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Report on Studies in Social Data event at Twitter London, April 1st 2015

In this blog post, Wasim Ahmed , PhD student in the Information School (pictured bottom left), reports on the recent Studies in Social Data Meetup at Twitter London.

The first Studies in Social Data Meetup at Twitter London was held on the 1st of April, with 150 attendees who were all eager to discuss different aspects of social data. The event was organised by Patrick Callahan from compassRed and Carl Davis from so adaptive. The event was co-sponsored by the Big Boulder Initiative (BBI). Farida Vis, Faculty Research Fellow in The Information School and involved in the BBI, contributed to opening the event by saying a few words about what the initiative is about and to flag up the upcoming Big Boulder conference this summer. In opening the Meetup Patrick and Carl commented that the event had a good turnout from both academia and industry, which was seen as positive.

The event provided an overview of how social data is used in industry, government, and academia, and the different perspectives of these sectors.  I attended the event as the talks were very relevant to my PhD, and particularly the talk by Dr. Siân Thomas, who outlined some of the work the Food Standards Agency (FSA) have conducted on food borne illnesses using Twitter data.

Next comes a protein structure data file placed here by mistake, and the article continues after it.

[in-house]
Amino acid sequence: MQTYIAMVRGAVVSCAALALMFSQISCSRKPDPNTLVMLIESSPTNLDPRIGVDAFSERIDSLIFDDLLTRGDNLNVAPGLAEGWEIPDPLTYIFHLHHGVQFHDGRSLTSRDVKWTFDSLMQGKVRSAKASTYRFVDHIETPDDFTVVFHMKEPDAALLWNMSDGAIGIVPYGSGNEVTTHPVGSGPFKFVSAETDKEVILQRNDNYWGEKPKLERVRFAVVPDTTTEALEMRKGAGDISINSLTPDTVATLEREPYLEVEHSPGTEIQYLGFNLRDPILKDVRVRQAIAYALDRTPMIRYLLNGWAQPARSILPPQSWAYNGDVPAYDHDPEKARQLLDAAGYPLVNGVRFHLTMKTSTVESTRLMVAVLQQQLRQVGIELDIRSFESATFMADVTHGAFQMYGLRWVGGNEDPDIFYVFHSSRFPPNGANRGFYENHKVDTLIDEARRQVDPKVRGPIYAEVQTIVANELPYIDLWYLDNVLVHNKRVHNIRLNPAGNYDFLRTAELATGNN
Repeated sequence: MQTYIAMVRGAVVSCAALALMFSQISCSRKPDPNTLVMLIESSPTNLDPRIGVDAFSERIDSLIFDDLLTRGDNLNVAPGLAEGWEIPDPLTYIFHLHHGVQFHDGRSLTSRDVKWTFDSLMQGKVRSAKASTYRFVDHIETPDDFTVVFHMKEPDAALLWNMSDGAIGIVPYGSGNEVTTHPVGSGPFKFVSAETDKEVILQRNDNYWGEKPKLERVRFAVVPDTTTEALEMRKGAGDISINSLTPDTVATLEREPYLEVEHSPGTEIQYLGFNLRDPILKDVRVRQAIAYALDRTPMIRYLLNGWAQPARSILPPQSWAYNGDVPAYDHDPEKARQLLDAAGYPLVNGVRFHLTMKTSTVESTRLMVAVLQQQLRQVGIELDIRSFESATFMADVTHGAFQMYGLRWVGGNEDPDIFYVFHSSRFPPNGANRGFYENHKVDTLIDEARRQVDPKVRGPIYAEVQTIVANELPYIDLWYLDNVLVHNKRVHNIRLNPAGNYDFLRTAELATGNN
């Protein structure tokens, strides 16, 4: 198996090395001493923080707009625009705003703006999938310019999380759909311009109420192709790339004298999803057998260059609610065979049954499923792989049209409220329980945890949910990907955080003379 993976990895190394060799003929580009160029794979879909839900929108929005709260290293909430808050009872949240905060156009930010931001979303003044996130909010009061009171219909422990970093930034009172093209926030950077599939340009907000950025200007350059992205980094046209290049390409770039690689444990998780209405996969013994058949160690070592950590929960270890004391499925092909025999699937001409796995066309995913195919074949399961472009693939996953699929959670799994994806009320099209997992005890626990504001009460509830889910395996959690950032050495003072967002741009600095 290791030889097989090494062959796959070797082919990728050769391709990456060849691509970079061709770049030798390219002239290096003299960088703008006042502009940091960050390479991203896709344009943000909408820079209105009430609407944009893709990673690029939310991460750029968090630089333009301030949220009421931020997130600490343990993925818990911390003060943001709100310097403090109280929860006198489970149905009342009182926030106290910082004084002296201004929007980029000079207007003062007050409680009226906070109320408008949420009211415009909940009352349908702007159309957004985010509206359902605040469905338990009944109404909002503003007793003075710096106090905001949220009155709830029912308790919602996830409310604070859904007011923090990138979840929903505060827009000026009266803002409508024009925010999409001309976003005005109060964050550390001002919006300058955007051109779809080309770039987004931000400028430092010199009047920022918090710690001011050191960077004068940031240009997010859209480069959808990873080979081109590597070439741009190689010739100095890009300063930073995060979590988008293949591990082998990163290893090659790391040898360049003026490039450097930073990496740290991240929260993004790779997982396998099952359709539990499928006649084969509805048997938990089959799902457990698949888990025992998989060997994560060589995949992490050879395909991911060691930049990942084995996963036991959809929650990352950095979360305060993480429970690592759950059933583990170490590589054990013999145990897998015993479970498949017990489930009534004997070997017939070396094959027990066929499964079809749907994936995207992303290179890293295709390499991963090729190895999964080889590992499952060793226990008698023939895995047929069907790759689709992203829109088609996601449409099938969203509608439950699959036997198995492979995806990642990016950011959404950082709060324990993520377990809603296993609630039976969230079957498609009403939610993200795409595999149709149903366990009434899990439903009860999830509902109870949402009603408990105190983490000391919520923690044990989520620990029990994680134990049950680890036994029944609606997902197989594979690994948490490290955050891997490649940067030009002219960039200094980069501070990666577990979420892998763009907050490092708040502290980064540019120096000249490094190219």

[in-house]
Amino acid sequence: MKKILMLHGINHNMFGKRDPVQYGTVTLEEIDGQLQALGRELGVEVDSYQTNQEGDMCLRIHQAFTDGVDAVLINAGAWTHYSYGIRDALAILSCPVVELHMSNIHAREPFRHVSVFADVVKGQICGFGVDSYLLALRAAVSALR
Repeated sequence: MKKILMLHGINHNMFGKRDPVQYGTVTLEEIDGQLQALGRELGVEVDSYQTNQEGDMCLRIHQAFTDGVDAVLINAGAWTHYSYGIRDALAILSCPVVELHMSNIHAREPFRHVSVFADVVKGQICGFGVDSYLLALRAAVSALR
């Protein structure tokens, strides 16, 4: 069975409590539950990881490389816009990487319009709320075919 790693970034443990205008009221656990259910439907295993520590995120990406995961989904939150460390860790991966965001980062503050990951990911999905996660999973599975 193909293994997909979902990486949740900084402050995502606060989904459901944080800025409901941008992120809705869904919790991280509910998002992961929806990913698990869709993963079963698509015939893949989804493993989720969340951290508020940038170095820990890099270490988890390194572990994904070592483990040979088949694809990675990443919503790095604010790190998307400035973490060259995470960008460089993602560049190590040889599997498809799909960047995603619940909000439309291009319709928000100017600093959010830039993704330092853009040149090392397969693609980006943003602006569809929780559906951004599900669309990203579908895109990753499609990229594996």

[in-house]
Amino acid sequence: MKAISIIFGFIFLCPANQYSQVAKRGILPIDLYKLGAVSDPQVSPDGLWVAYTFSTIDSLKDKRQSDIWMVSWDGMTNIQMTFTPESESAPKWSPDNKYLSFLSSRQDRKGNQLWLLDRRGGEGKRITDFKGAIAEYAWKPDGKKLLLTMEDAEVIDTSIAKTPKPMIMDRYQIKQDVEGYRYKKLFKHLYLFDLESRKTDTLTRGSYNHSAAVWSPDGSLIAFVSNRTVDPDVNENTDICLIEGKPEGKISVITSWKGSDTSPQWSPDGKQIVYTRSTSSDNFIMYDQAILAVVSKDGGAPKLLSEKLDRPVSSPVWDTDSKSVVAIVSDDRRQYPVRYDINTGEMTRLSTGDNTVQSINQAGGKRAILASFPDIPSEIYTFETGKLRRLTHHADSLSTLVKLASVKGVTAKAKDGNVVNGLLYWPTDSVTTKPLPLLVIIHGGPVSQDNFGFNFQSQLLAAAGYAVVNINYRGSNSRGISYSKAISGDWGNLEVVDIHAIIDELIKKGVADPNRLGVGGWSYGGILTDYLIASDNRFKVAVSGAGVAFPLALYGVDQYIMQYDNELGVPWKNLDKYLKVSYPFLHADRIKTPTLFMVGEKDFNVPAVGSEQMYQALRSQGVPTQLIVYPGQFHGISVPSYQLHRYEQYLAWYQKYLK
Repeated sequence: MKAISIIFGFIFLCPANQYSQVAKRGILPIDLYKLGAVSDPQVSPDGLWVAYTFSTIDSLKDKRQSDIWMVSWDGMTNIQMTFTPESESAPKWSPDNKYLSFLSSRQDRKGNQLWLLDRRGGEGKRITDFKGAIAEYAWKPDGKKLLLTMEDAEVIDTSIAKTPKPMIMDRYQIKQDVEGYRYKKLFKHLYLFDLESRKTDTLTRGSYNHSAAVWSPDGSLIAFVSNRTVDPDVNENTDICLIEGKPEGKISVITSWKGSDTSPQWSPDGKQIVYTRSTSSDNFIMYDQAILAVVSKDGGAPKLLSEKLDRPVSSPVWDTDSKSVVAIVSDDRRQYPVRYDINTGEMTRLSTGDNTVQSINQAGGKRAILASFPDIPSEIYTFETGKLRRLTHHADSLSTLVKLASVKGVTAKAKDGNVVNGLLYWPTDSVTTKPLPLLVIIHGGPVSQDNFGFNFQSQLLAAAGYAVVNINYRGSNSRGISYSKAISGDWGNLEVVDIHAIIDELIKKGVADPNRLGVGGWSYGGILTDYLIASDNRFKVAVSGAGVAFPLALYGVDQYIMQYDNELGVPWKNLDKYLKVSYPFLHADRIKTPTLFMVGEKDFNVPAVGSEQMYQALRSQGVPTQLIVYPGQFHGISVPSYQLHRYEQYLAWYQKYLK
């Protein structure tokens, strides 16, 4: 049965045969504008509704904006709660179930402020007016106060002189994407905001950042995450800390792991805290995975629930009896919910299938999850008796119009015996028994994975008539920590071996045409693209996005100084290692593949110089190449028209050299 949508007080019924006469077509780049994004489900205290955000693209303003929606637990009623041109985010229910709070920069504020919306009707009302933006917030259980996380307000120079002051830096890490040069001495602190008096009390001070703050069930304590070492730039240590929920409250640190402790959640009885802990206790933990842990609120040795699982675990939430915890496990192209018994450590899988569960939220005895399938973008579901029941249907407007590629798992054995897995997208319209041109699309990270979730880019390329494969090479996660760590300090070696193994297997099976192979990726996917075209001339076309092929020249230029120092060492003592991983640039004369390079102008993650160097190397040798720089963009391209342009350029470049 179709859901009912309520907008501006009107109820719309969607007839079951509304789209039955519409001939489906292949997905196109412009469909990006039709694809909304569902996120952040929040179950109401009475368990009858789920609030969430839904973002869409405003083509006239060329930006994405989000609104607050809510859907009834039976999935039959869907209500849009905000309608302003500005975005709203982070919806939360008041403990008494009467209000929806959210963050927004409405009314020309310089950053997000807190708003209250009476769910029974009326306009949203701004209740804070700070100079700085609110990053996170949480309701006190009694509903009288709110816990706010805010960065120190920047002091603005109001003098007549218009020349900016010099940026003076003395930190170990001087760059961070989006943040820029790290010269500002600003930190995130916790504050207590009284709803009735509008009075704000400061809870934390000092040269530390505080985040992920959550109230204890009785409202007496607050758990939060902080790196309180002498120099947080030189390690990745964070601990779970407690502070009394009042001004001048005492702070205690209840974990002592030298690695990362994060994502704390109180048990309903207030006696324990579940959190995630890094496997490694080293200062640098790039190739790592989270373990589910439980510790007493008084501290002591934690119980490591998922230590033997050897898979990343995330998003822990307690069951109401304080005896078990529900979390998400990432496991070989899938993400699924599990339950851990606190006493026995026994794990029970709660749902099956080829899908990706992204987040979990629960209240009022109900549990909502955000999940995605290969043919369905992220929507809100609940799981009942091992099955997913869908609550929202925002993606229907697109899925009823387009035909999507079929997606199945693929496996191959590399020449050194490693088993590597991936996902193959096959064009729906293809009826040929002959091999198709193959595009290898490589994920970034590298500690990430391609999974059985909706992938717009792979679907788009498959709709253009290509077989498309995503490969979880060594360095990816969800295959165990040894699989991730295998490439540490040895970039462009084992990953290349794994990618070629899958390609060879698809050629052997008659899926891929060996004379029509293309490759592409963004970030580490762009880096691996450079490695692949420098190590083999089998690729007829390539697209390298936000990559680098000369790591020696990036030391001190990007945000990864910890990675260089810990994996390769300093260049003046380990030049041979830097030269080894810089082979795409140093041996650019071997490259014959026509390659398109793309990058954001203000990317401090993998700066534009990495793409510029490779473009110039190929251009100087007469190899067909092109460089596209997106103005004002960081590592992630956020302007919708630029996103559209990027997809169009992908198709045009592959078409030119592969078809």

The event provided the opportunity to network before and after the talks, and which allowed me to talk to various people from the social data industry. I found that there was great interest in the MSc programs run by the Information School, such the Data Science program. The event also provided the opportunity to talk to those wishing to pursue an MSc from industry, and also to have talks with Data Science recruiters, such as, Salt Recruitment.  Therefore, the event provided a great networking opportunity to forge closer ties with industry. As the event was actively tweeted, this report is accompanied by a Storify I made after the event, to go with a blog post Farida was invited to write for the LSE Impact Blog. That post can be found here.